Pride and Prejudice: on Raphael Perez's Artwork
Raphael Perez, born in 1965, studied art at the College of Visual Arts in Beer Sheva, and from 1995 has been living and working in his studio in Tel Aviv. Today Perez plays an important role in actively promoting the LGBT (lesbian, gay, bisexual and transsexual) art and culture in Tel Aviv, and the internet portal he set up helps artists from the community reach large audiences in Israel and abroad. Hundreds of his artworks are part of private collections in Israel and abroad, and his artworks were shown in several group exhibitions: in Tel Aviv Museum of Art, "Zman Le'Omanut" art gallery, Camera Obscura, The Open House in Jerusalem, Ophir Gallery, The Haifa Forum and other private businesses and galleries.
In 2003-4 his paintings and studio appeared in a full-length movie, three student films and two graduation films.
Raphael Perez is the first Israeli artist to express his lifestyle as a Gay. His life and the life of the LGBT community are connected and unfold over hundreds of artwork pieces. His art creation is rare and extraordinary by every Israeli and international artistic standard. His sources of inspiration are first and foremost life events intertwined in Jewish and Israeli locality as well as influences and quotes from art history (David Hockney, Matisse). This uniqueness has crossed international borders and has succeeded in moving the LGBT and art communities around the world.
This is the first time we meet an Israeli artist who expresses all of his emotions in a previously unknown strength. The subjects of the paintings are the everyday life of couples in everyday places and situations, along with the aspiration to a homosexual relationship and family, equality and public recognition. Perez's works bring forward to the cultural space and to the public discourse the truth about living as LGBT and about relationships, with all of their aspects – casual relationships and sex, the yearning for love, the everyday life and the mundane activities that exist in every romantic relationship – whether by describing two men in an intimate scene in the bathroom, the bedroom or the toilet, a male couple raising a baby or the homosexual version of the Garden of Eden, family dinners, relationship ups and downs, the complexity in sharing a life as well as mundane, everyday life competing with the aspiration to self realization – through Perez's life.
Perez's first artworks are personal diaries, which he creates at 14 years of age. He makes sure to hide these diaries, as in them he keeps a personal journal describing his life events in the most genuine way. In these journals he draws thousands of drawings and sketches, next to which he alternately writes and erases his so-called "problematic texts", texts describing his struggle with his sexual orientation. His diaries are filled with obsessive cataloging of details, daily actions, friends and work, as well as repeating themes, such as thoughts, exhibits he has seen, movies, television, books and review of his work.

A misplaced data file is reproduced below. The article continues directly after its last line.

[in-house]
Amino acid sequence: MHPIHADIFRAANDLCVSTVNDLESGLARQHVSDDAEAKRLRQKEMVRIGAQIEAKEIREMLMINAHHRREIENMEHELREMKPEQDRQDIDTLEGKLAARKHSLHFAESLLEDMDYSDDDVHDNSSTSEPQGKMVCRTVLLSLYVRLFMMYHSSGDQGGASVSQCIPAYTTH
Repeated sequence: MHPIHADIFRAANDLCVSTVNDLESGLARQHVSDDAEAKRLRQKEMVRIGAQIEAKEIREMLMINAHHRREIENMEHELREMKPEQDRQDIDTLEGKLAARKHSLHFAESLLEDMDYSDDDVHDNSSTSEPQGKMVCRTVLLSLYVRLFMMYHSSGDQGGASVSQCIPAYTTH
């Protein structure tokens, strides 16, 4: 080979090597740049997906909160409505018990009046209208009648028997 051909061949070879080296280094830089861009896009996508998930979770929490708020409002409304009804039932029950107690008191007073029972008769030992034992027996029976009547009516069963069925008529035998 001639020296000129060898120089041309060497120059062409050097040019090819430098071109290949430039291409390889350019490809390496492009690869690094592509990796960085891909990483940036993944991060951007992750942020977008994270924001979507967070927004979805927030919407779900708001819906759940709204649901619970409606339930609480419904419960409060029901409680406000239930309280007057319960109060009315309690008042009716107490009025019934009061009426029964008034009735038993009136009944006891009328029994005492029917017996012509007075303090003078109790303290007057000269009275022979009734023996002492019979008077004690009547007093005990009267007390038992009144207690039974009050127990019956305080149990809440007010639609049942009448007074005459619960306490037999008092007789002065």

When he is done writing, Perez draws on his diaries. Each layer is done from beginning to end all along the journal. In fact, the work on the diaries never ends.
This struggle never ends, and when the emotion is passed on to paper, and it ends its role and becomes meaningless in a way, the visual-graphic side becomes dominant, due to the need to hide the written text, according to Perez. In books and diaries this stands out even more – when he chooses to draw in a style influenced by children's drawings, the characters are cheerful, happy, naïve and do not portray any sexuality, and when he tries drawing as an adult the sketches became more depressed and somber. During these years Perez works with preschool children, teaching them drawing and movement games. Perez says that during this period he completely abandoned the search for a relationship, either with a woman or a man, and working with children has given him existential meaning. This creation continues over 10 years, and Perez creates about 60 books-personal journals in various sizes (notepads, old notebooks, atlases and even old art books).
In his early paintings (1998-1999) the transition from relationships with women to relationships with men can be seen, from restraint to emotional outburst in color, lines and composition. Some characters display strong emotional expression. The women are usually drawn in restraint and passiveness, while a happy and loving emotional outburst is expressed in the colors and style of the male paintings.
"I fantasized that in a relationship with a woman I could fly in the sky, love, fly. However, I felt I was hiding something; I was choked up, hidden behind a mask, as if there was an internal scream wanting to come out. I was frustrated, I felt threatened…"
His first romance with a man in 1999 has drawn out a series of naïve paintings dealing with love and the excitement of performing everyday actions together in the intimate domestic environment.
"The excitement from each everyday experience of doing things together and the togetherness was great, so I painted every possible thing I liked doing with him."
From the moment the self-oppression and repression stopped, Perez started the process of healing, which was expressed in a burst of artworks, enormous in their size, amount, content and vivid colors – red, pink and white.
In 2000 Perez starts painting the huge artworks describing the hangouts of the LGBT community (The Lake, The Pool) and the Tel Avivian balcony paintings describing the masculine world, which, according to him, becomes existent thanks to the painting. Perez has dedicated this year to many series of drawings and paintings of the experience of love, in which he describes his first ... Read More